Anna Kiesenhofer (L) and Annamiek van Vleuten (R) both celebrate as they crossed the line at Tokyo 2020.

Anna Kiesenhofer (L) and Annamiek van Vleuten (R) both celebrate as they crossed the line at Tokyo 2020. Image: Tokyo 2020 (Twitter)

The Women's Olympic Road Race at Tokyo 2020 was an unpredictable race, with a shock gold medal winner. The Australian team recap the race from their view.

Anna Kiesenhofer won Olympic Gold in the Women’s Olympic Road Race at Tokyo 2020. Ahead of the UCI Women’s Road World Championships in Flanders, The Inner Sanctum spoke to the Australian Olympic riders about the last time the international women’s peloton raced.

Anna Kiesenhofer (Austria) was a shock gold medallist at Tokyo 2020. Without any teammates, Kiesenhofer was not expected to figure in the medals, but a massive breakaway and a daring attack allowed her to time trial to victory.

The win was more shocking, as Annamiek van Vleuten (Netherlands) crossed the line with arms held aloft, clearly thinking that she had won Olympic gold.

How it happened

The race unfolded in dramatic circumstances, with the early breakaway building a substantial lead.

Sarah Gigante told The Inner Sanctum that the team had planned for many things, but one that they didn’t plan for was a breakaway with a massive lead.

“We did know, going into the race, one weakness the Dutch had was that maybe they wouldn’t have the domestiques that the other teams had, even though on paper they had probably the four strongest riders in the race, who would work for whom when they were all able to win for themselves,” Gigante said.

“We did mention that, but it was still pretty surreal when we were riding along and the gap was going out to over ten minutes, and we didn’t plan for that in the pre-race meetings when we came up with all the hypothetical scenarios of what would happen.

“With our road captain, we were good at communicating, I just listened to Tiff. My job was early on. When I was talking to Tiff Cromwell, she was really awesome, communicating with the team.

“She told us just to hang tight and get ready for the Dutch to chase, and get into any big breaks that went across, but none of that really happened for quite a while.”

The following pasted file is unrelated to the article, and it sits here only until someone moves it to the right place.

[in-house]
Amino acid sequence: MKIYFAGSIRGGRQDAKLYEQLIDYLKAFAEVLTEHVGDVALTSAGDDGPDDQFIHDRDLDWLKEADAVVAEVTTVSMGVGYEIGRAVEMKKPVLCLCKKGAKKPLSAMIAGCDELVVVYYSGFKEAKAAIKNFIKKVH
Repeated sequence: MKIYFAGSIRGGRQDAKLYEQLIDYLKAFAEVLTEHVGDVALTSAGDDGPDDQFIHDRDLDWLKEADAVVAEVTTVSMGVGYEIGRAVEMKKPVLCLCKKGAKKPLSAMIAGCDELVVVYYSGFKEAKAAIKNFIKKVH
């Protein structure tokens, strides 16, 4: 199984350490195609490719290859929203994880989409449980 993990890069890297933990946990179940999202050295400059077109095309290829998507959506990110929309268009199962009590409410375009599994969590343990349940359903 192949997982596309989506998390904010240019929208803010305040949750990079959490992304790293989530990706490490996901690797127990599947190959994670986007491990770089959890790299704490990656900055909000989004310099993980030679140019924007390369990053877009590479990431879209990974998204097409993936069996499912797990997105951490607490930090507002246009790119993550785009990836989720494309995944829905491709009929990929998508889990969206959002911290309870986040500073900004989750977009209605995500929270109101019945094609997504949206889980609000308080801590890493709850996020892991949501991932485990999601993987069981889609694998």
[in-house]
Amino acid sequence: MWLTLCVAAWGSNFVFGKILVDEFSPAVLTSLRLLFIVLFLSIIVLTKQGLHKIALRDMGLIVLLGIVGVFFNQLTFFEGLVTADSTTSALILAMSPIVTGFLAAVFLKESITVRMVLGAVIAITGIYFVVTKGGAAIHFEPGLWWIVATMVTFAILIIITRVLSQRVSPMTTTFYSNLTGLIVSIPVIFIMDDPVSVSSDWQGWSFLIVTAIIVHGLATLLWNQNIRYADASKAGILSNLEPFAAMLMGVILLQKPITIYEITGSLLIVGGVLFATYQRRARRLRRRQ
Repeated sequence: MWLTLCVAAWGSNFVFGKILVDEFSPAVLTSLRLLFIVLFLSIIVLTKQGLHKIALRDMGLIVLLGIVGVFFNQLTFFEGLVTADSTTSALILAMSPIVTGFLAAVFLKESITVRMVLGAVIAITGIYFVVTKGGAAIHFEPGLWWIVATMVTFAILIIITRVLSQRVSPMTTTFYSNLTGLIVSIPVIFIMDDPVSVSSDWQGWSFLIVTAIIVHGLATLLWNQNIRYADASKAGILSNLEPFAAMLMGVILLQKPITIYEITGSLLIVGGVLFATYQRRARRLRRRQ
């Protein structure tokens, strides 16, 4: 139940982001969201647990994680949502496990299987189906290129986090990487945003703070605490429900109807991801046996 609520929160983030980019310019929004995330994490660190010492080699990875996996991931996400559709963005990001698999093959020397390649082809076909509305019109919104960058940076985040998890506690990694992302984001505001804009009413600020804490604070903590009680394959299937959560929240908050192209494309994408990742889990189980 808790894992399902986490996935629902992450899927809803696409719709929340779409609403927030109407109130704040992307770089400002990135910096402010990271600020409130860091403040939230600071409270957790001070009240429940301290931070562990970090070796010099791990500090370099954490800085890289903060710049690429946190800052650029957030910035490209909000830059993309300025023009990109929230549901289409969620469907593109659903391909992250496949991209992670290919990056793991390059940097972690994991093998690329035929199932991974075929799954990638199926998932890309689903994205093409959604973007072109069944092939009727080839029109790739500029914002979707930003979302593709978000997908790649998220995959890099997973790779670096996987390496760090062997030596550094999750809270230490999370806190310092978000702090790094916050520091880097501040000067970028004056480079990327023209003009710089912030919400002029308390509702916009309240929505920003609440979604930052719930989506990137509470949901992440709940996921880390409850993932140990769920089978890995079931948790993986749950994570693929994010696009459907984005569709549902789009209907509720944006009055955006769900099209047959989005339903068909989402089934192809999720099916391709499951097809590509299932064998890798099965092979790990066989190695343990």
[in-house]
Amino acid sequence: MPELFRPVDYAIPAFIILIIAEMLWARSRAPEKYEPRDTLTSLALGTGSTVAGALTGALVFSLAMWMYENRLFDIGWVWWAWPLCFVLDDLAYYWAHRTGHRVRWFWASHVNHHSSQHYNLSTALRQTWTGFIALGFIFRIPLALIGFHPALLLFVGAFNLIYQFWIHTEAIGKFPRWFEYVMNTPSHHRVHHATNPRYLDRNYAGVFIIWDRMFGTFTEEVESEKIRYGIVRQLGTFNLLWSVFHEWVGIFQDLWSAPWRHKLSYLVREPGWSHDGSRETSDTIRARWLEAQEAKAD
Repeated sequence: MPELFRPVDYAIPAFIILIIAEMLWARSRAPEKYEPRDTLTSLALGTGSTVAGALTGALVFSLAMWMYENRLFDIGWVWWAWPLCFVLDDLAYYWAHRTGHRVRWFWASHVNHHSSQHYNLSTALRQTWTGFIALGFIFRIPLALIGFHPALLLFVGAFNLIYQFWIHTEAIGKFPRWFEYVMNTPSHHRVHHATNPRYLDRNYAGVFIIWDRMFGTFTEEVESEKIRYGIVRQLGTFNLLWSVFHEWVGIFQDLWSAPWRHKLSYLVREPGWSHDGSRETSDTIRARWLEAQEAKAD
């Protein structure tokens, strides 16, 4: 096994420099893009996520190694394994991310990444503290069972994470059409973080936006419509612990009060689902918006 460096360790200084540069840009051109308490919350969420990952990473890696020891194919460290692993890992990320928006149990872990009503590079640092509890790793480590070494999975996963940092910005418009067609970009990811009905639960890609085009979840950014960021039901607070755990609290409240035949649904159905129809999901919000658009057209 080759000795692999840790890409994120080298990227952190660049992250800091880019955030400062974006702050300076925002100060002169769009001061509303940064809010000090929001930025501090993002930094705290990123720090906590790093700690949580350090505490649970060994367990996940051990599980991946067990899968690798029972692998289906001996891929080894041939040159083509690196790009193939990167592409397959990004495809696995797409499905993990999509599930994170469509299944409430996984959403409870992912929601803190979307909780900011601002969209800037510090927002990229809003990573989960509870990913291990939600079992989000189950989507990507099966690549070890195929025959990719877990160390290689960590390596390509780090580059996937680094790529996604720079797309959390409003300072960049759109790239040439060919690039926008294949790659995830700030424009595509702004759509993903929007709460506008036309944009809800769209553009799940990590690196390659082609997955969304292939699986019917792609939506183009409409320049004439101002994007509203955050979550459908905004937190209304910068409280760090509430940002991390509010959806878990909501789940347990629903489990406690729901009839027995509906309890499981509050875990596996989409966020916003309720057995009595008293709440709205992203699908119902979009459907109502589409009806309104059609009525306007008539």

Cromwell explained to The Inner Sanctum, that the race was as dramatic inside the peloton as it appeared on television.

“We were a big team, we were four riders, you have the Americans, the Germans, the Italians and obviously we’re all thinking the same like ‘we don’t want to start chasing this break until the Dutch commit because we don’t want to bring them to the line and they have four strong riders and just destroy us,’ and that saw the gap blow out like crazy and also women’s cycling you never see a 10-minute breakaway,” she explained.

The Plan went wrong

Gigante did a power of work early for the Australians, along with Cromwell, as they supported Grace Brown and Amanda Spratt, who was hoping to get a medal.

Brown told The Inner Sanctum that it was unexpected, and unfortunate that it didn’t come to plan.

“We had a really good plan going into the race, that we were all confident in, and we were confident in our abilities, and we started off the race well, doing what we planned to do, riding near each other and communicating the whole time, but I think what we didn’t plan for was two of our top riders to have really bad days,” Brown explained.

“Both Spratty and I had – I think I can speak for Spratty as well – some of our worst days on the bike.